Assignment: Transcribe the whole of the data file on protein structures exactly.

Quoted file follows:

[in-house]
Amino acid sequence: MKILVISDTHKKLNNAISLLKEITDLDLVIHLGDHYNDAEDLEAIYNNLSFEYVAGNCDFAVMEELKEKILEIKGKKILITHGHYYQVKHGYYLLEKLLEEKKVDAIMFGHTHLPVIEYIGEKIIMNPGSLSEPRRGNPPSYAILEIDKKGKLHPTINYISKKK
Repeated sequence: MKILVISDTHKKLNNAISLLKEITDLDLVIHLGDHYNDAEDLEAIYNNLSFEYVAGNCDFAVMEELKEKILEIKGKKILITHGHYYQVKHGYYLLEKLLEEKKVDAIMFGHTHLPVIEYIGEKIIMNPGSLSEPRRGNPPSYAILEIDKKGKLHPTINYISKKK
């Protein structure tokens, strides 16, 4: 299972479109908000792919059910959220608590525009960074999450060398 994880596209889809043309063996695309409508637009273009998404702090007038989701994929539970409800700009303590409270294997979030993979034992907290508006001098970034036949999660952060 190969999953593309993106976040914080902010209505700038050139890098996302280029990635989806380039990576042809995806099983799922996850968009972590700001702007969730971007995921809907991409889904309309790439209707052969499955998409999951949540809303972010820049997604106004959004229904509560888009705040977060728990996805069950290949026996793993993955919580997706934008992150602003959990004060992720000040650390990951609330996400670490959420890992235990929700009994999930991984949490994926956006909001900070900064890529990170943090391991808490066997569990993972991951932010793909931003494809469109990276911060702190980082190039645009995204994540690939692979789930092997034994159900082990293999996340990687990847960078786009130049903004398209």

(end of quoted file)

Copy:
[in-house]
Amino acid sequence: MKILVISDTHKKLNNAISLLKEITDLDLVIHLGDHYNDAEDLEAIYNNLSFEYVAGNCDFAVMEELKEKILEIKGKKILITHGHYYQVKHGYYLLEKLLEEKKVDAIMFGHTHLPVIEYIGEKIIMNPGSLSEPRRGNPPSYAILEIDKKGKLHPTINYISKKK
Repeated sequence: MKILVISDTHKKLNNAISLLKEITDLDLVIHLGDHYNDAEDLEAIYNNLSFEYVAGNCDFAVMEELKEKILEIKGKKILITHGHYYQVKHGYYLLEKLLEEKKVDAIMFGHTHLPVIEYIGEKIIMNPGSLSEPRRGNPPSYAILEIDKKGKLHPTINYISKKK
């Protein structure tokens, strides 16, 4: 299972479109908000792919059910959220608590525009960074999450060398 994880596209889809043309063996695309409508637009273009998404702090007038989701994929539970409800700009303590409270294997979030993979034992907290508006001098970034036949999660952060 190969999953593309993106976040914080902010209505700038050139890098996302280029990635989806380039990576042809995806099983799922996850968009972590700001702007969730971007995921809907991409889904309309790439209707052969499955998409999951949540809303972010820049997604106004959004229904509560888009705040977060728990996805069950290949026996793993993955919580997706934008992150602003959990004060992720000040650390990951609330996400670490959420890992235990929700009994999930991984949490994926956006909001900070900064890529990170943090391991808490066997569990993972991951932010793909931003494809469109990276911060702190980082190039645009995204994540690939692979789930092997034994159900082990293999996340990687990847960078786009130049903004398209």